Rare Rides: A Lancia Scorpion From 1976, Regulation's Puppet
A pleasantly desinged Pininfarina body carves its way up the Amalfi coast in Italy. The sun shines down through the targa roof, highlighting your gold-rimmed aviators. Dropping a gear, you put all 120 mid-engine horsepower to use. The back of your car says MONTECARLO, and you’re winning.
But things in reality are a bit different, because this is America and we have regulations. I give you the Scorpion, by Lancia.
North America received Lancia’s Montecarlo model badged as the Scorpion, for 1976 and 1977. The Scorpion name was only for North America, as Lancia could not tread upon Chevrolet’s existing use for their
small and sporty gigantic coupe.
American emission regulations required replacement of the standard Montecarlo’s 2.0-liter engine with a 1.8-liter unit, which featured additional power-choking smog equipment. This combination resulted in an 80-horsepower power figure, down from the 120 in other-market models.
Exterior alterations were required for the US market, including big rubber impact bumpers.
There were also some sort of pop-up lamps.
All examples for North America featured a retractable targa roof, which surely remains water tight in all examples.
The interior of the Scorpion is in the style of “modern” late ’70s car design, with blocky shapes and angles that don’t make a lot of sense.
A rather unsuccessful run saw just 1,801 total examples of the Scorpion on the streets.
Though it remained a blip on the radar in the North American market, the Montecarlo would go on to a second generation elsewhere in the world. This second generation would form the basis for one of Lancia’s most important vehicles: the 037, which won the 1983 World Rally Championship.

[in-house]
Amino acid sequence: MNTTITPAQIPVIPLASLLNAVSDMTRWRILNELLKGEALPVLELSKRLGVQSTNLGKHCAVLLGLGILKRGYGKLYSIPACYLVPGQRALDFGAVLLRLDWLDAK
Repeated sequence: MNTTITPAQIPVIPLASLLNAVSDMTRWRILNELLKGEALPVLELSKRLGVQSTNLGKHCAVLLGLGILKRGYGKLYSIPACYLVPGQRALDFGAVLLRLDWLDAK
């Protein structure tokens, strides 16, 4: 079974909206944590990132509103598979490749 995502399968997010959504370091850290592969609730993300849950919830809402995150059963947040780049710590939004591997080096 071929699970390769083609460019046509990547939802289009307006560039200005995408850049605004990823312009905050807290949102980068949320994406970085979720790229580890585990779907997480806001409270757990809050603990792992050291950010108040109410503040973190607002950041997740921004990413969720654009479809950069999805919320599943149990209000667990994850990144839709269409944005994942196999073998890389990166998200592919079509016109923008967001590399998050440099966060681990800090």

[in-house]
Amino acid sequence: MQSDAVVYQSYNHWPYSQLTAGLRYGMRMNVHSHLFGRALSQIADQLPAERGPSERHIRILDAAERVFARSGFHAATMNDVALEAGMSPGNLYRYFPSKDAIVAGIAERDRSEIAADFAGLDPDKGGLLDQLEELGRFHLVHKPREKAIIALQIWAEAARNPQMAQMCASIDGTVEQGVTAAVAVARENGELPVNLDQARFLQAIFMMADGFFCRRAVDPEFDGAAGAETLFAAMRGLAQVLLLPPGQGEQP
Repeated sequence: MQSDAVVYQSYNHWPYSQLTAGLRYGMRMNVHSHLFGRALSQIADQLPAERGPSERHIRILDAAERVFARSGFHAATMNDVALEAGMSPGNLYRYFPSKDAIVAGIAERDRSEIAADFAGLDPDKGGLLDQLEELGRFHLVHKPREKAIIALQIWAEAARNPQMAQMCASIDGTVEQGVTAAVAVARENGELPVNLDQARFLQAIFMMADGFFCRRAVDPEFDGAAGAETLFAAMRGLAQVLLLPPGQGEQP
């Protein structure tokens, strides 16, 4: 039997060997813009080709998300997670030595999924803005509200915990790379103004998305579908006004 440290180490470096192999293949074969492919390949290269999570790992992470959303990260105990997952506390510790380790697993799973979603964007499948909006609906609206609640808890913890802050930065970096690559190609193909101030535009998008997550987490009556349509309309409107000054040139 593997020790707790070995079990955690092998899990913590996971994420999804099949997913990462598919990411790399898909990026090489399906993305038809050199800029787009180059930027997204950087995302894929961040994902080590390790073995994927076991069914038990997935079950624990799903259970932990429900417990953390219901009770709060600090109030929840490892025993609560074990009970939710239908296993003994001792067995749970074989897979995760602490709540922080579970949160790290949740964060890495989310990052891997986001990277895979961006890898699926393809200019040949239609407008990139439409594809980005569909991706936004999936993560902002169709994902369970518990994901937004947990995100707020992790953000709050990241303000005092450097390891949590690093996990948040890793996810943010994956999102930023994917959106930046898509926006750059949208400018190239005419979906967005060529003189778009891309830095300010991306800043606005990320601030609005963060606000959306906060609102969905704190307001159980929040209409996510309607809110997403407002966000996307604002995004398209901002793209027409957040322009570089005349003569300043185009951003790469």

This particular Scorpion was on eBay recently, listed as a fixer-upper. Though the original owner put 124,000 miles on the odometer between 1976 and 1983, there were 18 years of neglect afterward. The present owner had been slowly restoring the Scorpion since 2001 before life changes forced a sale.
A lucky buyer spent $5,100 on our regulatory Rare Ride.
[Images via eBay]
H/t to commenter TMA1, who pointed out a Scorpion listing a while back.
Interested in lots of cars and their various historical contexts. Writing things for TTAC since late 2016 from a home base in Cincinnati, Ohio. You can find me on Twitter @CoreyLewis86, and I also contribute at Forbes Wheels.
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- Theflyersfan This is before my era of really getting into cars, but I have to say that restored, this would be one absolutely stunning car. Post-fin era, sleek styling. I just have the dumbest of dumb questions. Obviously this doesn't have a/c. Looking at the climate controls, what do you do if you just want some cool fresh air, but keep the windows up, like in the rain? There's just heat and defrost. No vent. I guess you can turn the heat on and set the temp to low, but that seems kind of crazy. Just looks like one of those quirks and features of older cars that we don't have today!
- Rna65689660 Pfft…My ‘72 Spitfire door would open everytime I took a hard right! Was never a problem when the window was down and my arm was out.
- Kwik_Shift Love the boxy exterior. To me this is a real SUV. Adventure calls.
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- SCE to AUX Mustang sales have fallen by 2/3 since 2015. If the trend continues, by 2028 they'll be half again smaller. The Mustang is less than 3% of Ford's US sales.Kill it - I don't care - and by then, not many others will, either.A 64-year run for a nameplate is pretty good.